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Cyclopedia of Biblical, Theological and Ecclesiastical Literature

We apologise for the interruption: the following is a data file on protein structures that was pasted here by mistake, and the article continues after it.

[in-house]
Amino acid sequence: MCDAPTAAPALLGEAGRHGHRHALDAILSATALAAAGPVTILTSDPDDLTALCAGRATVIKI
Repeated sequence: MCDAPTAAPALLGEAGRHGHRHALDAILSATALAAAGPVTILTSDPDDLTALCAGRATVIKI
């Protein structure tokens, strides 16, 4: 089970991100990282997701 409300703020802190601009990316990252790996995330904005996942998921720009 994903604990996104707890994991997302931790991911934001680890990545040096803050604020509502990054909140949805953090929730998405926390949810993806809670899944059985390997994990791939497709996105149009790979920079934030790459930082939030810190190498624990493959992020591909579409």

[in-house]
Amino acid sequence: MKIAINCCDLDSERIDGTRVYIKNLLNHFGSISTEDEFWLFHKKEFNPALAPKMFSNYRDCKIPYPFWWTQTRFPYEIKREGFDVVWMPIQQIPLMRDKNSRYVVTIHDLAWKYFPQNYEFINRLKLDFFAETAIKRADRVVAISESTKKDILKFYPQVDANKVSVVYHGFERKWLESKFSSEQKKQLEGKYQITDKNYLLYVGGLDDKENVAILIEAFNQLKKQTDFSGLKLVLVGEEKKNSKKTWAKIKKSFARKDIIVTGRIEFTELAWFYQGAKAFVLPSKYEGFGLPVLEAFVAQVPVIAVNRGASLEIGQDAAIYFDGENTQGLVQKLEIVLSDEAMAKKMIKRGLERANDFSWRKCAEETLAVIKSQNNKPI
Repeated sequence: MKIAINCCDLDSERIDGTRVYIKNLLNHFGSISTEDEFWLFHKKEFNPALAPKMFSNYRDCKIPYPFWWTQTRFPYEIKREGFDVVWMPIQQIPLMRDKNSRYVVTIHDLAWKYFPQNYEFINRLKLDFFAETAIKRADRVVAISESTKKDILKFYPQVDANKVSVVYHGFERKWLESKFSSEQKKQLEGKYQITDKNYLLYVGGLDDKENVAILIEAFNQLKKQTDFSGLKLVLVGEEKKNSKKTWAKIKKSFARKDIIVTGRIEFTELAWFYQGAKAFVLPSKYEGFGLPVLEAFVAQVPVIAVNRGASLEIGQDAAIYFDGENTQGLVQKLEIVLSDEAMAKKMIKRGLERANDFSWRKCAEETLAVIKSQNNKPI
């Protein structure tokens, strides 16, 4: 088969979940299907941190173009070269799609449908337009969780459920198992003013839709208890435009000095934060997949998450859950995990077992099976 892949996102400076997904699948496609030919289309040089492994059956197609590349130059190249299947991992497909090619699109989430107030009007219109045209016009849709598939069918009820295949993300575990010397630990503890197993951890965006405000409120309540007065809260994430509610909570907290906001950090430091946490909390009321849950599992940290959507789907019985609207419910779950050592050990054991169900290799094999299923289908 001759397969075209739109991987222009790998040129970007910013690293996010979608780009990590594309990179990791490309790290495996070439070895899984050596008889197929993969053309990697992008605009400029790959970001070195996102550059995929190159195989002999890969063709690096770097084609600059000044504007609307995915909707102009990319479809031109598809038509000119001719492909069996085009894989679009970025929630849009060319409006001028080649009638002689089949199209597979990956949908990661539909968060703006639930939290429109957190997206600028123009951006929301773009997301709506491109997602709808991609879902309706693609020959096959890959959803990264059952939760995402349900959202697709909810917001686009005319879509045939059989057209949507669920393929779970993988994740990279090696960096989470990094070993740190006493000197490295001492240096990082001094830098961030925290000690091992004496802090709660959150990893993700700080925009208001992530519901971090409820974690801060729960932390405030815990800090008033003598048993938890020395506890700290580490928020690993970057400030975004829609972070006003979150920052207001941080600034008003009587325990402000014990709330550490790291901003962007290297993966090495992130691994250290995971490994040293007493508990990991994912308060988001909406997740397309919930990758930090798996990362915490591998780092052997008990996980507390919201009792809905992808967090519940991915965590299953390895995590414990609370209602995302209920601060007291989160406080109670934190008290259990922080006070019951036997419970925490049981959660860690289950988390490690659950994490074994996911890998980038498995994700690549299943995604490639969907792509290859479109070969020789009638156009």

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are so natural to man, especially in the period of childhood, that no nation has been or can be entirely without them. I. Accordingly, a few traces are found in the early Hebrew history of at least private and childish diversions. The heat of the climate in Syria would indispose the mature to more bodily exertion than the duties of life imposed, while the gravity which is characteristic of the Oriental character might seem compromised by anything so light as sports. Dignified ease, therefore, corresponds with the idea which we form of Oriental recreation. The father of the family sits at the door of his tent, or reclines on the house-top, or appears at the city gate, and there tranquilly enjoys repose, broken by conversation, under the light and amid the warmth of the bright and breezy heavens, in the cool of the retiring day, or before the sun has assumed his burning ardors (Deuteronomy 16:14; Lamentations 5:14). Of the three classes into which games may be arranged, juvenile, manly, and public, the first two alone belong to the Hebrew life; the latter, as noticed in the Bible, being either foreign introductions into Palestine, or the customs of other countries.